Christensen: “It was the physical preparation which was probably the most challenging. George asked me beforehand to put on some size, which I’ve since lost. But he wanted me to bulk up and try to physically show the maturity that had taken place between the two films, and I did that in about a three-month period before we started filming, and that was just a very grueling schedule–Yeah. Then actually getting to execute it on set was just great fun, and working with Ian wasn’t so much challenging as it was rewarding and easy. It’s very easy to work with actors who give a lot and are as good as he is.” 

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How do children react when they encounter you in person?
Christensen: “Now I have two characters that kids can dress up as that are me. I don’t know–I was expecting a different reaction, to be honest. Kids are still enamored with this hero, and I would’ve thought that it was going to change the way that they saw Anakin, and maybe they would’ve been a little shy at first, but it really hasn’t changed anything. If anything, it makes them more drawn to him. I still get little kids coming up to me who want light saber training, and I play along with it. I love it. At Halloween I stayed at home, but when my mom tells me that there’s someone dressed as Anakin, I’ll go to the door and give them candy, which is fun.”

What was your initial reaction to the idea that you were going to become an action figure?
Christensen: “It was that I was going to have my own action figure! I was going to be able to play myself in a videogame, and how cool was that? I have an older brother who was a fanatic of ‘Star Wars’ growing up, and he had all the action figures and memorabilia, so I was very aware of the merchandising aspect of being involved in these films. At the time I was very excited about it, and now you walk into to a convenience store and see your face everywhere when the film is coming out–that’s a different story.”

We’ve heard that you were also involved in the creation of the video game “Star Wars: Battlefront II.”
Christensen: “That was just good fun. They invited me up for a couple of days just to sort of shape the character in the videogame, and it was a fun group of guys who were all very excited that they make videogames. The fella who choreographed the fights in the movies came out as well and we just fought with light sabers for a couple of days, and it was fun.”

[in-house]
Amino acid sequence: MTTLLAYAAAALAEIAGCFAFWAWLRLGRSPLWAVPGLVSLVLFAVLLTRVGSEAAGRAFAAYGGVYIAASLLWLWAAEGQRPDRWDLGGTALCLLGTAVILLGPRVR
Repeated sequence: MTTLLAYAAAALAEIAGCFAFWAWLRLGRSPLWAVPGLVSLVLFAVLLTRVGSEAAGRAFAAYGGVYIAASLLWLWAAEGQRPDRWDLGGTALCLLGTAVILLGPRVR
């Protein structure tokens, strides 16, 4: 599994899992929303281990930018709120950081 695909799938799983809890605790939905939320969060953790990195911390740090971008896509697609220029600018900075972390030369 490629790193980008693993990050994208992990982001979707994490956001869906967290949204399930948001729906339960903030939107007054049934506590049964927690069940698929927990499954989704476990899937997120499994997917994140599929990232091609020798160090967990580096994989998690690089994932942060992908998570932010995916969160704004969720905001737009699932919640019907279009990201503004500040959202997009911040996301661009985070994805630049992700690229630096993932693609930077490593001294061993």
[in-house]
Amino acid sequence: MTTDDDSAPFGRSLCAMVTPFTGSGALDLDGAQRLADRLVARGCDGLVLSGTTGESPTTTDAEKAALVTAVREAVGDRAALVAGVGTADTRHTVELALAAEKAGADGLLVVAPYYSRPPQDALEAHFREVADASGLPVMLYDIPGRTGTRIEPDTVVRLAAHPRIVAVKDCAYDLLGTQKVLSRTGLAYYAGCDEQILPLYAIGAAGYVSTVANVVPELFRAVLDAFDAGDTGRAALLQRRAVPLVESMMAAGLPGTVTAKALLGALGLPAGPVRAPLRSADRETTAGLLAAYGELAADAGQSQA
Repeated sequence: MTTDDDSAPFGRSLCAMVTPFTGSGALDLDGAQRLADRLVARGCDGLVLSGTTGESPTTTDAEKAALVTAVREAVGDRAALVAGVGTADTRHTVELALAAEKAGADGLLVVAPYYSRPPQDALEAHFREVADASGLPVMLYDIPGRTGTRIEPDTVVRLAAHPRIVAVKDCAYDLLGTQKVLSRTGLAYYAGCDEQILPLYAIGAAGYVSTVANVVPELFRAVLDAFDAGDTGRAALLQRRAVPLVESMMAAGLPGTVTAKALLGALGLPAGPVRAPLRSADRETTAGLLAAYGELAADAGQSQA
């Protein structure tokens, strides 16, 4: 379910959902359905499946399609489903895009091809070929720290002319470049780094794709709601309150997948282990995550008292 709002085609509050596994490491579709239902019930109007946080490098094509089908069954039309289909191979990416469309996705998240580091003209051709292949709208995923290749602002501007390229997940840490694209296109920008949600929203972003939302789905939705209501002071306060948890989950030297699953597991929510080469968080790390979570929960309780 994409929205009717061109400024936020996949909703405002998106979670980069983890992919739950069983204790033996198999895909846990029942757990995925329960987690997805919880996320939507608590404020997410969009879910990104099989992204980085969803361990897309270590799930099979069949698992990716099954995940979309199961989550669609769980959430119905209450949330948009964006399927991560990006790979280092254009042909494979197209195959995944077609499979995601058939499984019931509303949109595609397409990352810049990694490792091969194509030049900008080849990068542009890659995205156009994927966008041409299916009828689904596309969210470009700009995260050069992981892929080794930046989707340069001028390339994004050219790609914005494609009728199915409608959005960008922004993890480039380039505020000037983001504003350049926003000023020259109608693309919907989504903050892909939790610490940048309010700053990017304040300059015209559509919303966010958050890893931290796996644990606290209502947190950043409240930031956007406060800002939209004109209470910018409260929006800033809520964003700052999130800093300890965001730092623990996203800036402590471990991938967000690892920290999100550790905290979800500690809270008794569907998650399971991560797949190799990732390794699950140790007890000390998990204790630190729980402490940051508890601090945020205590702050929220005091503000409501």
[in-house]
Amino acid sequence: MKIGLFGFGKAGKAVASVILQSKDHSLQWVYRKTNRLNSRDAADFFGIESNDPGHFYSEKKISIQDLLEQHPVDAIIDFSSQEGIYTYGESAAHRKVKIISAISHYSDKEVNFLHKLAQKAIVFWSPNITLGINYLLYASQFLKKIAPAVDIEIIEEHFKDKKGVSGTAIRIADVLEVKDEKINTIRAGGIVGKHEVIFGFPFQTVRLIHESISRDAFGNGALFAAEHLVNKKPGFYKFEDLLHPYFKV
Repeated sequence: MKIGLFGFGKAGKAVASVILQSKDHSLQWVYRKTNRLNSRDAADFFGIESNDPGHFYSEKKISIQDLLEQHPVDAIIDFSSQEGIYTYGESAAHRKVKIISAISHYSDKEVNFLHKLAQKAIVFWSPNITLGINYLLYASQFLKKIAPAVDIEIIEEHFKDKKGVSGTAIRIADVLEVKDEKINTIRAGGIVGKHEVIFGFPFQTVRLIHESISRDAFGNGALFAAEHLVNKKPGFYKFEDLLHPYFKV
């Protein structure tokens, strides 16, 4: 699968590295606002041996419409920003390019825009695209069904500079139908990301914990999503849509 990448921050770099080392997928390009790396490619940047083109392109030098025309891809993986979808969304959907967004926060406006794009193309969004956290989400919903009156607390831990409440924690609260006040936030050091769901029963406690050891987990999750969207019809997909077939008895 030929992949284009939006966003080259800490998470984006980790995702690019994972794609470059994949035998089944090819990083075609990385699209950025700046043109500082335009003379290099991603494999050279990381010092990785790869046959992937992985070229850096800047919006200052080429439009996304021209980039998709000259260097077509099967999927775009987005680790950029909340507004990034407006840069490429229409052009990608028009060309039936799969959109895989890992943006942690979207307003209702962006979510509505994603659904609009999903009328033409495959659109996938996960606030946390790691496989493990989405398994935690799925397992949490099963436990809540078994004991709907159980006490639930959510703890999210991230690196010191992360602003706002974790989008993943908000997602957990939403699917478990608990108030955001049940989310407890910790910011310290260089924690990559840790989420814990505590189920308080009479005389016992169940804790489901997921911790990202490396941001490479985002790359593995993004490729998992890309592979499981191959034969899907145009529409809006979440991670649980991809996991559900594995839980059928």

As gamers go, how good are you?
Christensen: “Better than you [Laughs]. I’m pretty good. I’m okay. I used to play a lot of videogames growing up and still play. Not as much, but I still count myself as a bit of a gamer.” 

Have you kept any props from the Star Wars films as mementos?
Christensen: “Do I keep props? Yeah. I keep them in my closet just because it would be a little weird if they were out on display like out on the mantle or something like that.”

What’s the first scene you’ll take a look at on the new DVD?
Christensen: “There were a lot of scenes that were cut from the film. George films a lot and then through postproduction he trims it down and truncates the story and gives it more focus. We spent a couple of days in a big vat of water. They made this big water tank for the sequence where we were supposed to be in this fuel. On the page and as we were doing it, it seemed like it was really cool. So that’s something that I’ll go back and see first, because it’s not in the movie, obviously.” 

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Some actors in the both the previous and current Star Wars have had different reactions to their association with the saga after all was said and done. Some have embraced it and others have distanced themselves from it. Years done the line, where do you think your Star Wars experience will fit?
Christensen: “It will always be dear to my heart, without question. It’s just been a wild ride for the last five years, and has dramatically impacted my life ninety percent for the better. I cherish that and feel forever indebted to George for giving me the opportunity.”

What kind of roles are you looking to take on in the future?
Christensen: “Ones that I haven’t done before and ones that are going to challenge and ones that are hopefully going to make me grow more as an actor and all of that good stuff. I don’t know. I just finished a film called The Decameron, which was very much a departure from what I’ve done in the past. It was more like a comedic thing. I’m about to start work on a film which is a psychological drama/thriller and will be challenging as well. To be honest with you, it’s less about the character and more about the story, and if I’m sort of drawn to the story I’ll find a way to want to play the character.”

One day, if you have children and the time comes to sit them down and show them the Star Wars saga, where will you begin–Episode I or Episode IV?
“At Episode I, as the storyteller had intended it. I’ll have to preface that with the fact that it’s just a movie, and wait to see their reaction. I don’t know. I’m looking forward to it.”